“And all these blessings shall come on thee, and overtake thee, if thou shalt hearken unto the voice of the Lord thy God. Blessed shalt thou be in the city, and blessed shalt thou be in the field. Blessed shall be the fruit of thy body, and the fruit of thy ground, and the fruit of thy cattle, the increase of thy kine, and the flocks of thy sheep” (Deuteronomy 28:2-4)
God delights in blessing His children! What did God promise the Israelites, in Deuteronomy 28, if they listened to His voice and obeyed His commands? “All these blessings shall come on thee, and overtake thee.” I love that picture. I can just imagine those blessings chasing after the Israelites, rushing to catch up to them, and joyfully grabbing hold of them and overtaking them!
Help your children understand how God blesses obedience. A short study of Deuteronomy 28 and some picture drawing will deepen their understanding.
Make or purchase some sort of empty books that your children can draw pictures in. This can be as simple as several pages of paper stapled together to form a book or a folder or notebook with sheet protectors in it that drawings can be inserted into. Or you might choose to invest in spiral or bound sketchbooks or empty journals. The book should have at least 18 pages in it. You will want at least 30 pages if you choose to have your children illustrate the entire chapter.
Spend several sessions reading portions of Deuteronomy 28 aloud to your children. Verses 1-14 explain the many ways that God promised to bless the Israelites if they chose to obey Him. Verse 15 then opens with, “But…” and goes on to explain the curses that would come if they chose not to listen to God and obey Him. God wants to bless us and will do so when we obey, but He will ultimately curse those who choose to rebel against Him.
Read and discuss Deuteronomy 28:1-2 together. Then choose which level of instructions you want to use with your children.
For very young children: Starting with verse 3, have them draw an illustration for each verse, using one page of their books for each verse. Consider reading from a translation that they will understand, and be ready to explain what the verses mean. (Use an online Bible commentary if you need help.)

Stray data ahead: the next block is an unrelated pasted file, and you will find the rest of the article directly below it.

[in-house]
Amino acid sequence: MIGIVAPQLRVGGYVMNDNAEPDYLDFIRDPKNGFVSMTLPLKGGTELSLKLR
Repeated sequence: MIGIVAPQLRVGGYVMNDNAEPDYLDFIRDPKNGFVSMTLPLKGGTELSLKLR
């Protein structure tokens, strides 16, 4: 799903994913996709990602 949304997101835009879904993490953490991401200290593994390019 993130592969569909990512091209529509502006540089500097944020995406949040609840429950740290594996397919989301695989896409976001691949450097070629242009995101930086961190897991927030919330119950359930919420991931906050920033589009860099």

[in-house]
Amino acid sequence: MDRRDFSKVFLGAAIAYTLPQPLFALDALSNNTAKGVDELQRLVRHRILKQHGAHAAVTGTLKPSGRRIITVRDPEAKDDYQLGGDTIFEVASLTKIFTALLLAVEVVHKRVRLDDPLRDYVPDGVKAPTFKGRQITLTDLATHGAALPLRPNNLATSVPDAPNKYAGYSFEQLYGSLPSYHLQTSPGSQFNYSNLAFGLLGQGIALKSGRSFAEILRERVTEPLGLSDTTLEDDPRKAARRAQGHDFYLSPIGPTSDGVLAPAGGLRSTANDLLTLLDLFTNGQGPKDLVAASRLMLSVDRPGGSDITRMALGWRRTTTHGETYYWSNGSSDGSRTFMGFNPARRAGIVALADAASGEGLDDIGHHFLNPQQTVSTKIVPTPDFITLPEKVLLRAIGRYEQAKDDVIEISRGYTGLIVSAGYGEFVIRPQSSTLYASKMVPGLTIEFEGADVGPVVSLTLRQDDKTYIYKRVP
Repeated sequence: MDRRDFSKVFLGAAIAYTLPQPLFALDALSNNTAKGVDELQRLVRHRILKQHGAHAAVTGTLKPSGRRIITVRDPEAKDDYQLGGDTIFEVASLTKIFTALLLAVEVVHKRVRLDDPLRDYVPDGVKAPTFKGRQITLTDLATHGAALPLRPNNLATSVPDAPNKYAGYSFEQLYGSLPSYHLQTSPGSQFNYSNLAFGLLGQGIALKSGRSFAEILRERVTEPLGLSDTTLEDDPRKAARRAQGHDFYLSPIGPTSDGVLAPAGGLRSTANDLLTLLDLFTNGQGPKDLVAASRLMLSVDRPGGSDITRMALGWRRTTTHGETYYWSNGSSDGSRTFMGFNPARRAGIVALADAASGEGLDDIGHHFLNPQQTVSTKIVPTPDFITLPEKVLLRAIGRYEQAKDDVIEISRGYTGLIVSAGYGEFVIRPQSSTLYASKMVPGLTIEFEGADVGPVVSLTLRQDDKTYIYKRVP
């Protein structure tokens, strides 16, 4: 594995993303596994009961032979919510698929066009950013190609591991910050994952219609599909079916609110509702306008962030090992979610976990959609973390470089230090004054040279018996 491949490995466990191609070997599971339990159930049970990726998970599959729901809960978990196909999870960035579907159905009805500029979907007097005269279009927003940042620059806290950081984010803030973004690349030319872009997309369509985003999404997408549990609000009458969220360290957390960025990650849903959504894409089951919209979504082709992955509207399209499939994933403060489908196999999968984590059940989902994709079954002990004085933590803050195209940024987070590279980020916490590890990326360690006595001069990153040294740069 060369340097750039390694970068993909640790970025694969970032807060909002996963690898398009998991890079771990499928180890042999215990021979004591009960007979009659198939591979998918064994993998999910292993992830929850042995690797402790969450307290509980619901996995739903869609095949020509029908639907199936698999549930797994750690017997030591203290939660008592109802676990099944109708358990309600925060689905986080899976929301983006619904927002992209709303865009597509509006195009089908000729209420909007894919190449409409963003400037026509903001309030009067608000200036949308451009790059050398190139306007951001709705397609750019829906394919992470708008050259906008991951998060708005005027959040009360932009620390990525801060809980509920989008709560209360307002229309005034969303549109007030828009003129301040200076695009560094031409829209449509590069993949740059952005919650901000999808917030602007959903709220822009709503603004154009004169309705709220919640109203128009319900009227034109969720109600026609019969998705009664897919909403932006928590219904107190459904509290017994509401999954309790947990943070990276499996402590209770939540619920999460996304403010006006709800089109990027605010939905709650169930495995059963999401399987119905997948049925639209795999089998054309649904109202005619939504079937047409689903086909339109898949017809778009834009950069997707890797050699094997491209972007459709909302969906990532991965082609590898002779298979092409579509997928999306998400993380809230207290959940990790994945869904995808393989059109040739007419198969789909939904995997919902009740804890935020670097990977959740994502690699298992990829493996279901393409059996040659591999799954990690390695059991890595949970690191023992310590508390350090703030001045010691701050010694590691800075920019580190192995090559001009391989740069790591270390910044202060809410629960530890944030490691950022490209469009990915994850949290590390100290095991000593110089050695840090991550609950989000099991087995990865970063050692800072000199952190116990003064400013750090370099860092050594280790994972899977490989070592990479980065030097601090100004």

For older children:
These instructions require your children to follow directions that might confuse younger children. The book, made with these directions, will contrast blessings and cursings on facing pages across from each other, while the simpler instructions (above) will result in a book that shows all the blessings at the beginning, with all the cursings afterwards. Read through the instructions and judge which version will work best for you and your children.
For older children, the first page (on the right) when the children open their books, should be the title page, and can be labeled “The Blessings and Cursings of Obedience and Disobedience.” Number the rest of the pages in the book, starting with page 2 on the back side of the title page.
Deuteronomy 28:3 starts by saying that the people will be blessed in the city and blessed in the field. Have your children draw a picture to illustrate this statement. They should draw their picture on page 2, the back side of their title page. The following page, page 3 should be left blank. They will come back to this page later to illustrate verse 16 which says that those who disobeyed God would be cursed in the city and cursed in the field.
Next read verse 4, “Blessed shall be the fruit of thy body, and the fruit of thy ground, and the fruit of thy cattle, the increase of thy kine, and the flocks of thy sheep.” Other translations besides the King James Version will probably be easier for the children to understand. The English Standard Version of this verse says, “Blessed shall be the fruit of your womb and the fruit of your ground and the fruit of your cattle, the increase of your herds and the young of your flock.”